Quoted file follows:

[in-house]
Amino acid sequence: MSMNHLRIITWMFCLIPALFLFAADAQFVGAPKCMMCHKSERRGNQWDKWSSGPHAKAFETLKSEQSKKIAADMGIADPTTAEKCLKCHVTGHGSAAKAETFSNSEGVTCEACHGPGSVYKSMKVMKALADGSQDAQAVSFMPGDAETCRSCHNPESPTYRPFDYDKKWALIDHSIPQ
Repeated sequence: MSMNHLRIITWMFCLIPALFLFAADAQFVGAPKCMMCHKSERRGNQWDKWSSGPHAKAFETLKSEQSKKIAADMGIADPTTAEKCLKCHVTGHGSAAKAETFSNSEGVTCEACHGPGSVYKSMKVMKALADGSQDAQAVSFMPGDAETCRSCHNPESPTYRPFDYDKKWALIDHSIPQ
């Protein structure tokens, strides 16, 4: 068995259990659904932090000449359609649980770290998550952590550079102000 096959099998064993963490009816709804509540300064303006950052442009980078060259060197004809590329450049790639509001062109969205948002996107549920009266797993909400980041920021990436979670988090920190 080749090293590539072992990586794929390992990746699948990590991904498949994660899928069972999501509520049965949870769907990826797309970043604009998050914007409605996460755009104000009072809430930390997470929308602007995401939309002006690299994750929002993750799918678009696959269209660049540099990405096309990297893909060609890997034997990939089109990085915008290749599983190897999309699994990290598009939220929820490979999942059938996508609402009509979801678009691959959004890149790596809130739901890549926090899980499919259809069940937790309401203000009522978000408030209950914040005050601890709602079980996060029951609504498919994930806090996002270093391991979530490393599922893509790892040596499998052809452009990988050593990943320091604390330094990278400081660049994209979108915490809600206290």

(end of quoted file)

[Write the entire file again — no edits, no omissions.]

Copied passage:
[in-house]
Amino acid sequence: MSMNHLRIITWMFCLIPALFLFAADAQFVGAPKCMMCHKSERRGNQWDKWSSGPHAKAFETLKSEQSKKIAADMGIADPTTAEKCLKCHVTGHGSAAKAETFSNSEGVTCEACHGPGSVYKSMKVMKALADGSQDAQAVSFMPGDAETCRSCHNPESPTYRPFDYDKKWALIDHSIPQ
Repeated sequence: MSMNHLRIITWMFCLIPALFLFAADAQFVGAPKCMMCHKSERRGNQWDKWSSGPHAKAFETLKSEQSKKIAADMGIADPTTAEKCLKCHVTGHGSAAKAETFSNSEGVTCEACHGPGSVYKSMKVMKALADGSQDAQAVSFMPGDAETCRSCHNPESPTYRPFDYDKKWALIDHSIPQ
């Protein structure tokens, strides 16, 4: 068995259990659904932090000449359609649980770290998550952590550079102000 096959099998064993963490009816709804509540300064303006950052442009980078060259060197004809590329450049790639509001062109969205948002996107549920009266797993909400980041920021990436979670988090920190 080749090293590539072992990586794929390992990746699948990590991904498949994660899928069972999501509520049965949870769907990826797309970043604009998050914007409605996460755009104000009072809430930390997470929308602007995401939309002006690299994750929002993750799918678009696959269209660049540099990405096309990297893909060609890997034997990939089109990085915008290749599983190897999309699994990290598009939220929820490979999942059938996508609402009509979801678009691959959004890149790596809130739901890549926090899980499919259809069940937790309401203000009522978000408030209950914040005050601890709602079980996060029951609504498919994930806090996002270093391991979530490393599922893509790892040596499998052809452009990988050593990943320091604390330094990278400081660049994209979108915490809600206290």